October 7, 2009

“Always Think it’s Bigger Than Me”: Dr. Joe Leonard's Visit to Miami Dade College, North Campus

Miami Dade College has had a long history of attracting dignitaries who have a keen interest in tertiary education. We have had visits by Bill Clinton, Arne Duncan, Dr.Jill Biden, and Barack Obama to name a few. As the chairperson of College Prep. at the North Campus, I have had the opportunity to meet with some of the three thousand students in my department and to learn from the professors whom I supervise. Occasionally, I get the chance to encounter someone like Dr. Joe Leonard Jr., Assistant Secretary of Civil Rights, United States Department of Agriculture, who met with the students, professors, and administration of the North Campus. It was experience we’ll never forget.

First of all, Dr. Leonard spoke with an understanding of the circumstances that many of our students face. He’s lived and survived the challenges. After a brief introduction by Dr. Jose Vicente, who described the metamorphosis that was taking place on our campus, Dr. Leonard began his heart-to-heart discussion with students in Professor Joann Brown’s class—an inspired choice by Dean Hoffman.

Professor Joann Brown, a versatile and accomplished educator, has served the college for the past twenty-four years and possesses a vast knowledge of student needs. She is also fearless. Professor Brown was one of the first to volunteer for one of our learning innovations in College Prep.—a paired reading and writing class that allows students, if they are successful, to complete the curriculum in half the time and to begin freshman composition.

So far, our experiment with Professor Brown’s assistance has worked, and we have seen an increase in pass rates from three to fifteen percent. And lest anyone think that this was due to grade inflation, the students in the upper levels of developmental education at Miami Dade College must pass an exam that is mandated by the Florida Department of Education. Besides, Professor Brown’s pass rates are usually above department averages because of the mixture of compassion and erudition that she brings to her vocation.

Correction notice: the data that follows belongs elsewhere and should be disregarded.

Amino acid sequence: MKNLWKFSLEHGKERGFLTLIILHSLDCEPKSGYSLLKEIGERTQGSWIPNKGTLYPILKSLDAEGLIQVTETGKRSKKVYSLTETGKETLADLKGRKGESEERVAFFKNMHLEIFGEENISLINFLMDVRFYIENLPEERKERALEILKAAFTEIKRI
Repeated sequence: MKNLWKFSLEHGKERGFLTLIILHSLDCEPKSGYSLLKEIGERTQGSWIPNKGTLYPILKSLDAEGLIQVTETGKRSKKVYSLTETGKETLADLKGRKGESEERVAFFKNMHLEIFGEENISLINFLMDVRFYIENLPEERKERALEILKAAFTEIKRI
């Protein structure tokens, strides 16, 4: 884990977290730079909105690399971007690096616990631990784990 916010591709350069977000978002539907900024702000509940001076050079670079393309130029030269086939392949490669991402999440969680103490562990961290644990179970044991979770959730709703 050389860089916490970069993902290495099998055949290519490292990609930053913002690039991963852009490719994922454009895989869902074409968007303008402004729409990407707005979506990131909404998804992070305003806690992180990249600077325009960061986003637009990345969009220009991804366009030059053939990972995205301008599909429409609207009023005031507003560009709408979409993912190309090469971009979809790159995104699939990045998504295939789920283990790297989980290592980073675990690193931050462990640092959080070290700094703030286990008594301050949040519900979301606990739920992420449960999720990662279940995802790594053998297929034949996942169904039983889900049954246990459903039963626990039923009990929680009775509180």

Dr. Leonard could sense her passion for education, and he assured the students that teachers such as Professor Brown, who didn’t want “anything from them,” but only wanted “excellence for them,” would always be there to assist in any way that they could. “Just don’t block your own blessings,” and “always listen to that little voice” he reminded them. Dr. Leonard then warned the students about the dangers of drugs and alcohol, and that using these narcotics—“they don’t call them spirits for nothing”—could lead to a dulling of their ability to hear that “little voice,” which could lead to dire consequences.

The students tuned in and hung on his every word as Dr. Leonard spoke about his life journey and some of the obstacles to success that he overcame. The climax of his speech was the revelation of his struggles with dyslexia and the methods that he used to navigate his educational career.

“You know, it’s like when you have a knee injury, you learn to compensate.” Dr. Leonard’s techniques for compensating involved rewriting his essays “nine or ten times,” and reading aloud so he could fully comprehend what he was reading. With these strategies he graduated high school and college, but he knew something was wrong.

It wasn’t until he was working as a teacher in Louisiana and he took a workshop about how to teach children with dyslexia that he realized his condition. It changed his life. Surprisingly, that was when he decided to purse his doctorate.

“Always think it’s bigger than me” he told the students, and gave personal examples to prove his point about locating themselves in history. Dr. Leonard traced his family lineage back six generations to Jose Leonard, an escaped slave form Cuba, who ended up in slavery in Texas, but managed to become a free man by the end of his life.

“Your actions have consequences,” he said and showed the students how the actions of his forebears, not only affected him, but that his actions and their actions would affect future generations: “I can’t afford to fail,” he said emphatically. “I won’t fail. Too many before me have paid the price, and too many in the future are counting on me to succeed.”

The import of his message sunk in. But Dr. Leonard didn’t leave it there. He left the students with hope. He extended an open invitation to the students to work for him at the USDA once they had graduated. “I’d love for all of you to come and work for me one day.” He hoped that we would be able to open doors the way that others such as Rev. Jesse Jackson and Dr. Martin Luther King Jr. created opportunities for him and an entire generation, either directly or indirectly or by their words and deeds.

Dr. Leonard’s interaction with the students was remarkable and he promised the students that he would return in December to see how they were doing. I know that Professor Brown, her students, the administration, and I are looking forward to seeing him again and to hear more of his inspirational story.


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